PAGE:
KINGWOOD — City council members tabled a decision about giving a letter of support to Milan Puskar Health Right until their next meeting.
The organization asked council to provide the letter for its harm reduction program.
Beginning in January, the State of West Virginia implemented licenses for harm reduction programs to legally provide syringes. A requirement of the new law is that the county commission and the city council where syringes are to be dispensed must supply a letter of agreement for the program.
If Kingwood doesn’t provide a letter of support and the Preston County Commission does, Health Right cannot hold the program in Kingwood but must look for a different location.
Laura Jones, executive director of Milan Puskar Health Right and V.J. Davis, director of the Preston County Health Department, provided information about the new law and the program to council members at their Tuesday evening meeting.
Jones said the new law requires each person to return syringes in order to receive the same number each month. If no syringes are returned, no syringes are given. West Virginia identification is required that includes the client’s name and address as proof of residence in the state. The client has to be present to pick up syringes and drop off used ones.
Jones said the Preston County program was in place from August 2018 through December 2021. She said during that time 34 clients signed up for the program, 151 client visits were made to the site, 111 Naloxone kits were given out, 3,110 syringes were returned, and 26 clients were tested for HIV and HCV.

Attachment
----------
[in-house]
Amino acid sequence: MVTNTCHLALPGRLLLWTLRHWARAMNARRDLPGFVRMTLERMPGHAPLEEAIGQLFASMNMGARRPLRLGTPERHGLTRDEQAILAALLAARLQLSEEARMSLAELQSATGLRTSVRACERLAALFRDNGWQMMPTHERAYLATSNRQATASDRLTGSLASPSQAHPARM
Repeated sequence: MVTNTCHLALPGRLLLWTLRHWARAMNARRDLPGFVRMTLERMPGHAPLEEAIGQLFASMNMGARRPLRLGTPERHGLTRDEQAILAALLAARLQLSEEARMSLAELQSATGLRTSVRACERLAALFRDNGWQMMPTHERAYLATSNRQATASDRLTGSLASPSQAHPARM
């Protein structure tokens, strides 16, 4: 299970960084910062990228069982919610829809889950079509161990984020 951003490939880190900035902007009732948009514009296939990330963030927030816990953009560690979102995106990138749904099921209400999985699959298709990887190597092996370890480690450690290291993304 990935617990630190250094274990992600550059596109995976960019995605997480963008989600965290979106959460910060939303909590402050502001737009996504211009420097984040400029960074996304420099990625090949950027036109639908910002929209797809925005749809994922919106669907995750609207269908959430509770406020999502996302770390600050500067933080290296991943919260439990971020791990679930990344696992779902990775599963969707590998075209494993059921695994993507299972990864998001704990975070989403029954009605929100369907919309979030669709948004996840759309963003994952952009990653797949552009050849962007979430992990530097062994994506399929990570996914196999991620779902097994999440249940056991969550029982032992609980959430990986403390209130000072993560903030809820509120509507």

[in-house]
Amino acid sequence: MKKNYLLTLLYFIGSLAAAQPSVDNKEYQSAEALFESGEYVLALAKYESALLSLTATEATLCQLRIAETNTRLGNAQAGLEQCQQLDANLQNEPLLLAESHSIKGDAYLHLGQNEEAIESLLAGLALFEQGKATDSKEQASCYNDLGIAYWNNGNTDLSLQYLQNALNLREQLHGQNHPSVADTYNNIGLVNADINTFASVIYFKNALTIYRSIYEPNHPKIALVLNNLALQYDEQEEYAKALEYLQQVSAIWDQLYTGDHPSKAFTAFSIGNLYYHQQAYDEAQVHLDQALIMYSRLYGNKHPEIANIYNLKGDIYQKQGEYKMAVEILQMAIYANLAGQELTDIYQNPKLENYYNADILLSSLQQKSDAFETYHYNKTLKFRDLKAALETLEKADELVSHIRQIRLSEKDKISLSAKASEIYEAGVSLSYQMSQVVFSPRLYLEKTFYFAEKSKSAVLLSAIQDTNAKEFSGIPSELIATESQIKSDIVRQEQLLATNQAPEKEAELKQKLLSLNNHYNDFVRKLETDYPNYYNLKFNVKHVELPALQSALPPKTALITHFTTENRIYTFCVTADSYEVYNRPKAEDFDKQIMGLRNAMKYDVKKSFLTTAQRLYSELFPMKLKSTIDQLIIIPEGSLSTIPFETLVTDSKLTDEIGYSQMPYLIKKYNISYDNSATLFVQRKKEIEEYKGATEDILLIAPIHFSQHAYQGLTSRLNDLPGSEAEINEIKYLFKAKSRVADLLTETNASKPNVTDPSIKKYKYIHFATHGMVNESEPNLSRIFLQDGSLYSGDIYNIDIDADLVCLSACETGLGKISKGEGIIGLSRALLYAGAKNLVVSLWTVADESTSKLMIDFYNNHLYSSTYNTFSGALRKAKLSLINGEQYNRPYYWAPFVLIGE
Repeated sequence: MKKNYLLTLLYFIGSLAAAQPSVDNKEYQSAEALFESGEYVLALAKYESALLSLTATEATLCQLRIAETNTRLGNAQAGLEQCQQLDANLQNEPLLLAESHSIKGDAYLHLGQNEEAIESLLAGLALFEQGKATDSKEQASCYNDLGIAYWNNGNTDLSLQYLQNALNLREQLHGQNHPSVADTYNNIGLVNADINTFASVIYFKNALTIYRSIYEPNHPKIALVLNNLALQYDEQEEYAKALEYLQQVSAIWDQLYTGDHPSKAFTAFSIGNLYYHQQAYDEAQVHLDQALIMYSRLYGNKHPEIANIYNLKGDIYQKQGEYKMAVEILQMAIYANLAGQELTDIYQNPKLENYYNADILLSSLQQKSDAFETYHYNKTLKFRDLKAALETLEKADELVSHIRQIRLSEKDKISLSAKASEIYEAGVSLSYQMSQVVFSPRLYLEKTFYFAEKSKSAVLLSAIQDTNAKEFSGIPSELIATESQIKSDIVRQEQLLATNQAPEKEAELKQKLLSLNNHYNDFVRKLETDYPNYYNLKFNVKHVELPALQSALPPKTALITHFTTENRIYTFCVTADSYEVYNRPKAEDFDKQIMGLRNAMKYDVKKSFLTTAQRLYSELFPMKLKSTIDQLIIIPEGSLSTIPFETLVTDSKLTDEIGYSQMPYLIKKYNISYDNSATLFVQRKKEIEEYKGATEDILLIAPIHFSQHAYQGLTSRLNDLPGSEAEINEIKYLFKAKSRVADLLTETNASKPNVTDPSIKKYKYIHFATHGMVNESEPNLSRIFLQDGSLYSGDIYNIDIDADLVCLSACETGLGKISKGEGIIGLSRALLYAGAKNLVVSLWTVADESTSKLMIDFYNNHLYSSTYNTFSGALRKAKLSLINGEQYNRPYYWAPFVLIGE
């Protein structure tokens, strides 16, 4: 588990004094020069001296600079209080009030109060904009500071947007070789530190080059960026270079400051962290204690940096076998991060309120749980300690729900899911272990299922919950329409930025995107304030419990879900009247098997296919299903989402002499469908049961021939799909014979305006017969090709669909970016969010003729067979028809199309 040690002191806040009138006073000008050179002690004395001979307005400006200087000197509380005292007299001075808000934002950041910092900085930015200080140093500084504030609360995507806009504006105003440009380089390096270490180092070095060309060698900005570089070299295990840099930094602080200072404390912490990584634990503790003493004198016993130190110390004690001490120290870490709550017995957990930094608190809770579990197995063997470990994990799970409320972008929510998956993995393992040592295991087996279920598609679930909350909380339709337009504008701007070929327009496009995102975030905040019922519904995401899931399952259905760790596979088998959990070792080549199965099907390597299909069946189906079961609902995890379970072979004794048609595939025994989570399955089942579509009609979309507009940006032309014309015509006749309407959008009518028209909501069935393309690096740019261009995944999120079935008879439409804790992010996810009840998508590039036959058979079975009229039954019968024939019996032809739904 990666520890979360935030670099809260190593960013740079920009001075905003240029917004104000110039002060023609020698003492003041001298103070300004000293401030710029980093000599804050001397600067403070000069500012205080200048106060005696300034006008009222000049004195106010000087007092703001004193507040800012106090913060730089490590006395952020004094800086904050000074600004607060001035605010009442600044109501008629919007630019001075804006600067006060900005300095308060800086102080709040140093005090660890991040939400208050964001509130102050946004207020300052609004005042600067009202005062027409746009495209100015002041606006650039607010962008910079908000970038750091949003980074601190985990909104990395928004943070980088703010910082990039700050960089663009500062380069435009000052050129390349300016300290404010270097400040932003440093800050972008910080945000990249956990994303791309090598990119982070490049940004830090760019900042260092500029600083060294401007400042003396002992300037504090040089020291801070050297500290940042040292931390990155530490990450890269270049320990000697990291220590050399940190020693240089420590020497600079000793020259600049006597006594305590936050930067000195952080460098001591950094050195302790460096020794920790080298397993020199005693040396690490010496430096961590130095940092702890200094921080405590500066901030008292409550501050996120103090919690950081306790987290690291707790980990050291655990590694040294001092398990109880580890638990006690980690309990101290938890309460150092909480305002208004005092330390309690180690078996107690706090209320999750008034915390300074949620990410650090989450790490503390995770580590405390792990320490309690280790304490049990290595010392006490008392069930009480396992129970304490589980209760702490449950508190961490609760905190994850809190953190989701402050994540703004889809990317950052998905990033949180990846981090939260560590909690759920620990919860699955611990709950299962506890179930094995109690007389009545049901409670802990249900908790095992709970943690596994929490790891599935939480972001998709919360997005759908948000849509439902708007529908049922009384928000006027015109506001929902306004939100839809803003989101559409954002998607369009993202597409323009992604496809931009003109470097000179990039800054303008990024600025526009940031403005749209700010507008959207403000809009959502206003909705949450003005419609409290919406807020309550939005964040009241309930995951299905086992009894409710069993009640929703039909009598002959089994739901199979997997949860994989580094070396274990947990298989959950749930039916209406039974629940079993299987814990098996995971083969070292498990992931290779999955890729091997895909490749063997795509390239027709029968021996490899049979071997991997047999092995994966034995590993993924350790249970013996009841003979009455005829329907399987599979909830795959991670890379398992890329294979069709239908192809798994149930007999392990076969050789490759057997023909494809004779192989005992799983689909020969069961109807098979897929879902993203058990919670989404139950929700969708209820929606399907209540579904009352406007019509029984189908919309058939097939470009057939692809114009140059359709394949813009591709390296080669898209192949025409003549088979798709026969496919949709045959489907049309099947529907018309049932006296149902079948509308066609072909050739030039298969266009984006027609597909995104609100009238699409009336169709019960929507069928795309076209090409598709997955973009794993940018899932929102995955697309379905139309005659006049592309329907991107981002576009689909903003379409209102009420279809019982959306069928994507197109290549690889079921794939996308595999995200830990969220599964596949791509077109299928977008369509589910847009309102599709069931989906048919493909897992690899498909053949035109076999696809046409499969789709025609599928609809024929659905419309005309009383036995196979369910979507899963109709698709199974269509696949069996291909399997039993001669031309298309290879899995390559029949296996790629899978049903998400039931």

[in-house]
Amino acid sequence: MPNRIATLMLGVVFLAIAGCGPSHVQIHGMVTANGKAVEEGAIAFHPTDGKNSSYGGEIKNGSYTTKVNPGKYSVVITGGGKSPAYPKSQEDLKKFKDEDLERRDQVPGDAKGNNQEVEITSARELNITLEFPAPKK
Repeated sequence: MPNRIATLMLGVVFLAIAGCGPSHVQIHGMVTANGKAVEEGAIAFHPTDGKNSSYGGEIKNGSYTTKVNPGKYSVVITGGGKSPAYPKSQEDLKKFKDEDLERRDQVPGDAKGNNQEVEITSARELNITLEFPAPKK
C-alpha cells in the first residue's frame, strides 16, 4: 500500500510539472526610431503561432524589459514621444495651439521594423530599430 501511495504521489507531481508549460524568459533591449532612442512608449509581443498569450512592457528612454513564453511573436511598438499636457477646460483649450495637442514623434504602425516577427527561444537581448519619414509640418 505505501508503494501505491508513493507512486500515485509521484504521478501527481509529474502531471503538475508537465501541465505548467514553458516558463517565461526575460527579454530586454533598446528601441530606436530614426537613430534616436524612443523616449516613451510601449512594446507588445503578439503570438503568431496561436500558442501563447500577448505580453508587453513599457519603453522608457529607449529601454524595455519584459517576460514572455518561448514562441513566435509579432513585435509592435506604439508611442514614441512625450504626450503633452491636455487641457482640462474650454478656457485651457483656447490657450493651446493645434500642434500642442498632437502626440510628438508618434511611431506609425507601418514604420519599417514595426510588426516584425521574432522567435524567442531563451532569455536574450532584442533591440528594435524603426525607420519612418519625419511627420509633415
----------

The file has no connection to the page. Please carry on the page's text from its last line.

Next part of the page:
Jones did not have the number of syringes dispensed. She said a client can get up to 100 needles.
Jones said the program requires participants to answer questions each time they are seen. The questions include whether they are ready for treatment and if so, she said, an immediate referral is made. She said participants receive educational materials about how to reduce harm that comes from injecting drugs.
Jones said the needle exchange program helps keep cases of HIV and Hepatitis C from being spread by sharing needles.
“Most people addicted will not stop cold turkey until you can convince them to stop. It feels like you are going to die,” she said.
Jones said there is a county risk list for HIV and Hepatitis C. McDowell is No. 1 on the list and Preston County is No. 14.
Councilman Michael Lipscomb said the program sounds like it worries more about people who are addicted than it does about people who are at risk due to discarded needles laying around.
“I spent hours a day at Brown Park picking up needles,” Parks and Recreation Director Kevin Stiles said.
“We can’t get people to throw the needles in a garbage can. It’s (needle exchange) not worth doing if you can’t guarantee needles will not be found on play yards,” Councilman Josh Fields said. “You give me 20 needles and I bring back 18 and you give me 18 more and there is still two floating around out there.”
Former Kingwood Police Chief Charlie Haney said people used to call him because they found needles on their property.
“They were scared to death it was so bad — and I would be back there (to their homes) the next day. I’d get calls from the school, churches and from people who had people sleeping on their porches and looking in their windows. They all (people sleeping on porches) have IDs and addresses, but when they get on this stuff, they get violent and are not allowed to be there (at home). We had transients who would come here on the bus for a few days and leave.”
Mayor Jean Guillot said, “I had someone sleeping on the porch of the Inn.”
Councilman Bill Robertson said he’d like to support the program, but can’t.
“How does this program make Kingwood a better place to raise a family?” Fields asked. “I don’t believe this program is in the best interest of Kingwood.”
Council tabled the decision on the letter of support until its next meeting, which is 7 p.m. March 8.